At the midway point in David Anderson’s examination of 1 Corinthians 12, our eyes should be opening to the reality of being a part of the Body. Gracism offers us an antidote to the individuality and exclusion that threads its way through the the Church, separating us as though we are unconnected or needful of what other brothers and sisters have to offer. By allowing this to continue, we run the risk of planting barriers that make it much more difficult for us to fulfill our Divinely-assigned work. To this point, Anderson has summarized the complex chapter into the following Gracist affirmations:
- I will lift you up
- I will cover you
- I will share with you
and today, we will take a quick look at the fourth saying I will Honor you.
An important component of the Gracist mindset comes from a refusal to allow dishonor to visited upon any member of the body. Our human tendency to assign degrees of honor to other people runs contra to the biblical notions of equality within the body. Though we may achieve different stations in life and enjoy various successes and failures, in the eyes of God — the one who matters — we are all simply sinners in need of His grace. Paul wrote to the Corinthians that this same graceful vision should be shared among the brothers and sisters of the body.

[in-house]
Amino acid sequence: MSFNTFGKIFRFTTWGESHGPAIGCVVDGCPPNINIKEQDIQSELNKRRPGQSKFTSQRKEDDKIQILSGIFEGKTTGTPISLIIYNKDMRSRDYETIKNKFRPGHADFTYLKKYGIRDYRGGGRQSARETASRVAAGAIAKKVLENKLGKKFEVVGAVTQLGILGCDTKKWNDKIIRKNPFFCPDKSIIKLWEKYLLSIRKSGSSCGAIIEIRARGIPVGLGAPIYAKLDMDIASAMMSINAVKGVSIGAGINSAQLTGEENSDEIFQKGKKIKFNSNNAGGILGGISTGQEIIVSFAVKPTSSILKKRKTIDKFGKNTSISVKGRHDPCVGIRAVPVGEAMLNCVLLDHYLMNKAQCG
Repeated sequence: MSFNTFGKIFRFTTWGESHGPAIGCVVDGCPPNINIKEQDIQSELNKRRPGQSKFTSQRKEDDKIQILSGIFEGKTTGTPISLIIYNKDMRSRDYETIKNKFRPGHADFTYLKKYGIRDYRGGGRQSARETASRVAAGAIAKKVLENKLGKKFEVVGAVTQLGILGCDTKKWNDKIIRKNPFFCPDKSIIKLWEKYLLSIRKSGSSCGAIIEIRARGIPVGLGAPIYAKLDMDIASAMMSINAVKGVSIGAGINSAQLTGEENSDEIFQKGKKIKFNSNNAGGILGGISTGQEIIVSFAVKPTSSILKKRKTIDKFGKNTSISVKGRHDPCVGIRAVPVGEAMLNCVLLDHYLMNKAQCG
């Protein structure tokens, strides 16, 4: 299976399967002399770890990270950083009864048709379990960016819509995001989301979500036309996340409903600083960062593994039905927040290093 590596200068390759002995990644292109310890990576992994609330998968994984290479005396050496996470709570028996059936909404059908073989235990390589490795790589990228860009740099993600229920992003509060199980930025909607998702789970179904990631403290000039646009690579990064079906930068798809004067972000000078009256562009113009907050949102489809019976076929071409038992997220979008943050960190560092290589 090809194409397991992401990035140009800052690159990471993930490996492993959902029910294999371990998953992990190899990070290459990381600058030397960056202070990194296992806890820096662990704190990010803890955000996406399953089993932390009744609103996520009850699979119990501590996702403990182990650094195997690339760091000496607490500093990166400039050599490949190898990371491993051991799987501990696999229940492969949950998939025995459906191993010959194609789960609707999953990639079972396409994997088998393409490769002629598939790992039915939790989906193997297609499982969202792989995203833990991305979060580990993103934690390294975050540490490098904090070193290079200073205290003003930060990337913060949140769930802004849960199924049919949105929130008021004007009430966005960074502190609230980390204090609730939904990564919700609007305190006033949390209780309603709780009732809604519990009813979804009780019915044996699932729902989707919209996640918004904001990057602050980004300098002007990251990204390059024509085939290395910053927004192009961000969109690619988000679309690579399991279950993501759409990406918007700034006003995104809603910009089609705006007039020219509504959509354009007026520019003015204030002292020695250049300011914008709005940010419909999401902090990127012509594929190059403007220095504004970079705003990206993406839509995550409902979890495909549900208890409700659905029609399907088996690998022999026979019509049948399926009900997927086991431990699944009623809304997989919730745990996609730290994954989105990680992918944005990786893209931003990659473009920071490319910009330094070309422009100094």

David teaches us to train our eyes to look out within the Body and extending to all people for those are “honor deficient.” These are people who do not have what the majority enjoy. It may be access to services, it may equal treatment, it could be nearly invisible things that we often take for granted but for some, it becomes a wedge of separation that should never exist within the Body of Christ. The solution for the Gracist is to seek these folks out and honor them. It becomes our job to “invite them to the banquet.” We can be the uniters within the Body, seeking out those whose honor is dirtied or being blocked and find ways of restoring that God given honor to them and bringing them back into the purpose of the Body.
Pastor Anderson offers a simple reminder of our common state before God whose eyes do not divide:
The Lord is compassionate and gracious, slow to anger and abounding in love.
He will not always accuse, nor will he harbor his anger forever;
He does not treat us as our sins deserve, or repay us according to our iniquities.
(Psalm 103 8-10)